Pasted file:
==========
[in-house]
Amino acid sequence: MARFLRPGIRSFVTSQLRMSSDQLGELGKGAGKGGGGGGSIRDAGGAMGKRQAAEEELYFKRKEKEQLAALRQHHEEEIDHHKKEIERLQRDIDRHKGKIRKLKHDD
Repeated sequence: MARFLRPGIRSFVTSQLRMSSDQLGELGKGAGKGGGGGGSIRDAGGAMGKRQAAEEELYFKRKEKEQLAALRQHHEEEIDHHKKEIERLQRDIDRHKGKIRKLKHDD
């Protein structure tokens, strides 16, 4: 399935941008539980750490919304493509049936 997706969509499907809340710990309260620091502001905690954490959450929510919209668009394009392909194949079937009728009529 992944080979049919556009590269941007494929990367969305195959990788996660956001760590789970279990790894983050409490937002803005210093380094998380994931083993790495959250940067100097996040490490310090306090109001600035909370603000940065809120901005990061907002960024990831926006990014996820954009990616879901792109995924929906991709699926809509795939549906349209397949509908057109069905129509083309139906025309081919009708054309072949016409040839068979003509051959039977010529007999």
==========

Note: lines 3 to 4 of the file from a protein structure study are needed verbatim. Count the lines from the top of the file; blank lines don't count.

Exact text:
Repeated sequence: MARFLRPGIRSFVTSQLRMSSDQLGELGKGAGKGGGGGGSIRDAGGAMGKRQAAEEELYFKRKEKEQLAALRQHHEEEIDHHKKEIERLQRDIDRHKGKIRKLKHDD
């Protein structure tokens, strides 16, 4: 399935941008539980750490919304493509049936 997706969509499907809340710990309260620091502001905690954490959450929510919209668009394009392909194949079937009728009529 992944080979049919556009590269941007494929990367969305195959990788996660956001760590789970279990790894983050409490937002803005210093380094998380994931083993790495959250940067100097996040490490310090306090109001600035909370603000940065809120901005990061907002960024990831926006990014996820954009990616879901792109995924929906991709699926809509795939549906349209397949509908057109069905129509083309139906025309081919009708054309072949016409040839068979003509051959039977010529007999």